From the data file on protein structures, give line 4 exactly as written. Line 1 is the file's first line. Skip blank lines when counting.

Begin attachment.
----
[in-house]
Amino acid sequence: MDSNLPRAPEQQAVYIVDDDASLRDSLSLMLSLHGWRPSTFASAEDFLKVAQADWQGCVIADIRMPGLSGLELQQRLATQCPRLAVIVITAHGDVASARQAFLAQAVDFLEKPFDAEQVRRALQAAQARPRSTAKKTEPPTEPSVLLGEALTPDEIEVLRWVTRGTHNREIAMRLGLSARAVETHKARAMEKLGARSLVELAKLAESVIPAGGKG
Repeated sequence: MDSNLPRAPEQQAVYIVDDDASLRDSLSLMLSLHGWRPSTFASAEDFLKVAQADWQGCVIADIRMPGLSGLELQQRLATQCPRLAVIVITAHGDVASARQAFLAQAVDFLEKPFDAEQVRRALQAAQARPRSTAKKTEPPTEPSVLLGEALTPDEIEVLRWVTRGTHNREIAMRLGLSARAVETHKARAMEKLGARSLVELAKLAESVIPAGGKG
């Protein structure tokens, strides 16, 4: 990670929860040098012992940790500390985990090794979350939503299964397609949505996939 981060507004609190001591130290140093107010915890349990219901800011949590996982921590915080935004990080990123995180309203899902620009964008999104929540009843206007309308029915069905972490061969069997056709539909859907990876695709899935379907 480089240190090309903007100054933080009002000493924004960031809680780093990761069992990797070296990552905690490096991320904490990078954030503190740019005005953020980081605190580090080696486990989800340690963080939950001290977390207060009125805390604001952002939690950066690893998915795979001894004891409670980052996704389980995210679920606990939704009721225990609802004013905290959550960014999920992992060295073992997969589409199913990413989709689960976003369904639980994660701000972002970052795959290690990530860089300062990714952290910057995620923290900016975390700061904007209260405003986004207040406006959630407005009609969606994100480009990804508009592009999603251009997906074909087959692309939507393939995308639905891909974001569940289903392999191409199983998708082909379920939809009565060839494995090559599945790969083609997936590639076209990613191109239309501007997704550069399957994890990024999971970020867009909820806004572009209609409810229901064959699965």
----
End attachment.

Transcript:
């Protein structure tokens, strides 16, 4: 990670929860040098012992940790500390985990090794979350939503299964397609949505996939 981060507004609190001591130290140093107010915890349990219901800011949590996982921590915080935004990080990123995180309203899902620009964008999104929540009843206007309308029915069905972490061969069997056709539909859907990876695709899935379907 480089240190090309903007100054933080009002000493924004960031809680780093990761069992990797070296990552905690490096991320904490990078954030503190740019005005953020980081605190580090080696486990989800340690963080939950001290977390207060009125805390604001952002939690950066690893998915795979001894004891409670980052996704389980995210679920606990939704009721225990609802004013905290959550960014999920992992060295073992997969589409199913990413989709689960976003369904639980994660701000972002970052795959290690990530860089300062990714952290910057995620923290900016975390700061904007209260405003986004207040406006959630407005009609969606994100480009990804508009592009999603251009997906074909087959692309939507393939995308639905891909974001569940289903392999191409199983998708082909379920939809009565060839494995090559599945790969083609997936590639076209990613191109239309501007997704550069399957994890990024999971970020867009909820806004572009209609409810229901064959699965």